New asthma app to increase health literacy

Thanks to a new interactive app, learning about asthma has just become a lot easier for Aboriginal and Torres Strait Islander families and health practitioners.

The app, produced by Menzies' Child Health Division, uses interactive images, audio and quizzes to teach people about asthma and is available in eight different languages used in northern and central Australia.

Languages included in the app include English, Tiwi, Murrinh Patha, Yolngu Matha, Kriol, Ptijantatjara, Western Arrernte and Warlpiri.

The asthma app is the first of a suite of respiratory-health educational apps called “Lung Health for Kids” and was developed with funding from Asthma Australia, The Centre for Research Excellence in Respiratory Health of Aboriginal and Torres Strait Islander Children and Queensland Health.

Menzies senior research fellow and project lead Dr Gabrielle McCallum says the asthma app is an innovative way to help people access important information about asthma in their home and at their own pace.

“The team evaluated the app with 80 Aboriginal and Torres Strait Islander carers from the Northern Territory and Queensland and found that knowledge of asthma significantly improved after using the asthma app, particularly how asthma is treated and the steps in first aid,” Dr McCallum said.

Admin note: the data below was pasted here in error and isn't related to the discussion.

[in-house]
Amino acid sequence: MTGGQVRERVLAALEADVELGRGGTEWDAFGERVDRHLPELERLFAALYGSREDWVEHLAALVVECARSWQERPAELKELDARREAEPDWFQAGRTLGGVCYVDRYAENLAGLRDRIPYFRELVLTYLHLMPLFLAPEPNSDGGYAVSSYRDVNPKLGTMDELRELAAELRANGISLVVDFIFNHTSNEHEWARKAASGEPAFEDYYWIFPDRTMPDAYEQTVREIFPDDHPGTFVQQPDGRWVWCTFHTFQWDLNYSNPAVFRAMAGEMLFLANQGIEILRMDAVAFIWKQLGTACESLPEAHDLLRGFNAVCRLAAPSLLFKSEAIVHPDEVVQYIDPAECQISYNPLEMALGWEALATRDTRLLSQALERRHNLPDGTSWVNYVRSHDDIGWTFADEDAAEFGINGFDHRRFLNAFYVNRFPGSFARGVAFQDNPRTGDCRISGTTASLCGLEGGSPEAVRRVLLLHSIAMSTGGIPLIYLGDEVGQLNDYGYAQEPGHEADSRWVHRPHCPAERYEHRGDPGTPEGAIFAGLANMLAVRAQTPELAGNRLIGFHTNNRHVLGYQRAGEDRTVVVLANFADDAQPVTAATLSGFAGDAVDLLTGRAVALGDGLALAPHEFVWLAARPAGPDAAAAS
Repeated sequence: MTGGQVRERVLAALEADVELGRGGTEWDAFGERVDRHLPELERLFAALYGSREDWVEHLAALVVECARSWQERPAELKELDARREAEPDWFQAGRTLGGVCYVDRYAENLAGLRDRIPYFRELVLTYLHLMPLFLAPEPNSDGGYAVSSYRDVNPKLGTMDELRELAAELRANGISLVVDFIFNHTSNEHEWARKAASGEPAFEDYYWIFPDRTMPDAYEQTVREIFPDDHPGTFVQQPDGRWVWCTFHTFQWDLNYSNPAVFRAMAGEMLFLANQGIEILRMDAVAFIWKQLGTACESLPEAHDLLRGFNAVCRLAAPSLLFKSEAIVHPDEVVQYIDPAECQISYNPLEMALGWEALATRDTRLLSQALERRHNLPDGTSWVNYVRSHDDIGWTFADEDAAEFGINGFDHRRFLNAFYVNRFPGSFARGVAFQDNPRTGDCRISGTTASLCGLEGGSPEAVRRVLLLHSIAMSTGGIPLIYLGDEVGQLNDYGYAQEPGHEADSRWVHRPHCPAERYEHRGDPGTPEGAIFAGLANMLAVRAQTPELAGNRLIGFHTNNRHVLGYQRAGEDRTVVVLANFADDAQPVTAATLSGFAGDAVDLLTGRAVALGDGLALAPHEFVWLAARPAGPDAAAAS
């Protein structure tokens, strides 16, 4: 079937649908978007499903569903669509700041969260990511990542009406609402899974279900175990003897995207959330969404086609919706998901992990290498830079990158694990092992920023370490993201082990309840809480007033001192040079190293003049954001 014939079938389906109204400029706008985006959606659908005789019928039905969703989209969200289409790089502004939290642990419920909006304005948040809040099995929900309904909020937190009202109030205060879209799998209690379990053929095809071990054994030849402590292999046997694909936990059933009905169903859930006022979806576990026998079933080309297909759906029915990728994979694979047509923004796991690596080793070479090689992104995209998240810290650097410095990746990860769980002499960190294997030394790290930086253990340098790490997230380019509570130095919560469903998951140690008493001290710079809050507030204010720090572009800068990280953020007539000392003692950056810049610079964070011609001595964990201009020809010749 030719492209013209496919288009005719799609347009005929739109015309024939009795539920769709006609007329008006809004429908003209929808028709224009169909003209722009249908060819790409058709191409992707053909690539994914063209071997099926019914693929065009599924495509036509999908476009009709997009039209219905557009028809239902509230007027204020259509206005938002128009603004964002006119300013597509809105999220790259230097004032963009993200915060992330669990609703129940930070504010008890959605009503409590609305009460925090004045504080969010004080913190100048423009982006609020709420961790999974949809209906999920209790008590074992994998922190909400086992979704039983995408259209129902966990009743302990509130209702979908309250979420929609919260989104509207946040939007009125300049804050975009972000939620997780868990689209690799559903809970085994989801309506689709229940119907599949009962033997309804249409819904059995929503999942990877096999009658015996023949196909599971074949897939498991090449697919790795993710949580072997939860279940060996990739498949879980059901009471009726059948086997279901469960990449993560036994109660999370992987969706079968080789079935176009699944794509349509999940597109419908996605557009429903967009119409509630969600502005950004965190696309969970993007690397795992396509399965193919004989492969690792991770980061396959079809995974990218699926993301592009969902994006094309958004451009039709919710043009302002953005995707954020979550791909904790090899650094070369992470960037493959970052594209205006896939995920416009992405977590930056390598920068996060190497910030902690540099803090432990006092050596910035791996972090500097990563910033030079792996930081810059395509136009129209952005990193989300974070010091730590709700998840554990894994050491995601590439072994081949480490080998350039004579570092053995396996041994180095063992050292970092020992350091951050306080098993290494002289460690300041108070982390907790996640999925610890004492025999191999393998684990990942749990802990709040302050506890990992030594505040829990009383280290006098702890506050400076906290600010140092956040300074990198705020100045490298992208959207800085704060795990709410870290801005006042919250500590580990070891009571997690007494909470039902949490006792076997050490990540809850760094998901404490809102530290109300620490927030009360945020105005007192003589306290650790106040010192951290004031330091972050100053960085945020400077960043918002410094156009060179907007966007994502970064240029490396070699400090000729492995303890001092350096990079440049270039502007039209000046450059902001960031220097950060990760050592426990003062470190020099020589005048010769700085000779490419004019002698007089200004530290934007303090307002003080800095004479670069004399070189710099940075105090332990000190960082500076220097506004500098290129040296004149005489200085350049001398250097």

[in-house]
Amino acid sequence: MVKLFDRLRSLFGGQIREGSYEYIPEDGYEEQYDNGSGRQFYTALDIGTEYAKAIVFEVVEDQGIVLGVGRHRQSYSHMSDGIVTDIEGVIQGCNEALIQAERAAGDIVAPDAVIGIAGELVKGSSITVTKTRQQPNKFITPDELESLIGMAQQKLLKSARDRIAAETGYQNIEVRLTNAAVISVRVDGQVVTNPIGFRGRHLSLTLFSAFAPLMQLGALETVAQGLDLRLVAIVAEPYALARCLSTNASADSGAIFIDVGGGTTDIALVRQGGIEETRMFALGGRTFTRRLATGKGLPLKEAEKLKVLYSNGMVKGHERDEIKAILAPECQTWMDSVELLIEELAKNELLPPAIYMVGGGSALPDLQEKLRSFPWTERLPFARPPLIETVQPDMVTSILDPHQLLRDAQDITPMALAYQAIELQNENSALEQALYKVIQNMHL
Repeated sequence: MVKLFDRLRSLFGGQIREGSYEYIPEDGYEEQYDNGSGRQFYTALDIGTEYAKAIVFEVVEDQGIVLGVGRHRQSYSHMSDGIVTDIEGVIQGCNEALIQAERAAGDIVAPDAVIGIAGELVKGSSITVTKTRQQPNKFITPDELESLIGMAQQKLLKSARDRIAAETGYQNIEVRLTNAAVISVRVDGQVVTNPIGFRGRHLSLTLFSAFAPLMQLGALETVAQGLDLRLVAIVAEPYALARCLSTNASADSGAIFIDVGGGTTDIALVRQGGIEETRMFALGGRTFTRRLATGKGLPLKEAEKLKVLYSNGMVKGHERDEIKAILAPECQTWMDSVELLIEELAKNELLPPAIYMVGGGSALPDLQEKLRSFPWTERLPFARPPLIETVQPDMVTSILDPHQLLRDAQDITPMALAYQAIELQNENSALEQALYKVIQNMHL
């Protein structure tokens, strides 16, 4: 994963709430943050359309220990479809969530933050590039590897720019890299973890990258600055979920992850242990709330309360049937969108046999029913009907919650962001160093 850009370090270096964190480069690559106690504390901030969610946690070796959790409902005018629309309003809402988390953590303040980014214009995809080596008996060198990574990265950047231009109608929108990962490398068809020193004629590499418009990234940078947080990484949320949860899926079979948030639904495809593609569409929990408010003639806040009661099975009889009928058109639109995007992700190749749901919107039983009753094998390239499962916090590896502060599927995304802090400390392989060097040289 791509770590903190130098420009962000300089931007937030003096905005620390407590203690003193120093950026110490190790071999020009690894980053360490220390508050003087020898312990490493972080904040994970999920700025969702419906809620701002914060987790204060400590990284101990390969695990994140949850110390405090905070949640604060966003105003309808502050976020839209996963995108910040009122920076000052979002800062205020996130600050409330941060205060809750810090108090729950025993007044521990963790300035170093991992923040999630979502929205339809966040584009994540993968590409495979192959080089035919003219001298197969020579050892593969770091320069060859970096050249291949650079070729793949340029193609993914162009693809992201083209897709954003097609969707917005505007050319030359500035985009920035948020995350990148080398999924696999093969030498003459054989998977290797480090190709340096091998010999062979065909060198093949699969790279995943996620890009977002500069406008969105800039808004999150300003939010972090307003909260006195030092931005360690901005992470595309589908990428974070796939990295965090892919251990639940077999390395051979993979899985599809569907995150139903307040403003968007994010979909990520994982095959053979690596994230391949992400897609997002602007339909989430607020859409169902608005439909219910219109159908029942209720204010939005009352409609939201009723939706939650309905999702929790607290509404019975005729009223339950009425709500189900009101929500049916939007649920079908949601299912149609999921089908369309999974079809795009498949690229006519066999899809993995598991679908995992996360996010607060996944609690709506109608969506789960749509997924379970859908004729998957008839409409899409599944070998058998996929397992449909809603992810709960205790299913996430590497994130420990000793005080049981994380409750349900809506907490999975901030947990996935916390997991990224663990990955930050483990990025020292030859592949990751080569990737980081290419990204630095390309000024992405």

“Health care professionals also described the app as an innovative and effective method of providing asthma education to culturally and linguistically diverse groups.”

CEO of Asthma Australia Michele Goldman said a core focus of their research program was to support projects that translate into real-world outcomes for people with asthma.

“We are very proud to be a partner in this app. It is evidence-based and tailored in a meaningful way to empower Aboriginal and Torres Strait Islander communities to live better with their asthma. It will deliver better outcomes for people and that’s what we strive to achieve,” she said.

Larrakia Elder and Chair of the Menzies Child Health Indigenous Reference Group, Aunty Bilawara Lee says that due to the coronavirus pandemic the app is now even more important for families.

“Getting information about how to keep asthma in check out to community is very important right now. The threat of coronavirus means that good lung health is critical in preventing a disaster from happening,” Aunty Bilawara Lee said.

Other apps to be released in the future focus on bronchiolitis, pneumonia and chronic suppurative lung disease/bronchiectasis. The app is available now on both Google Play and the Apple Store.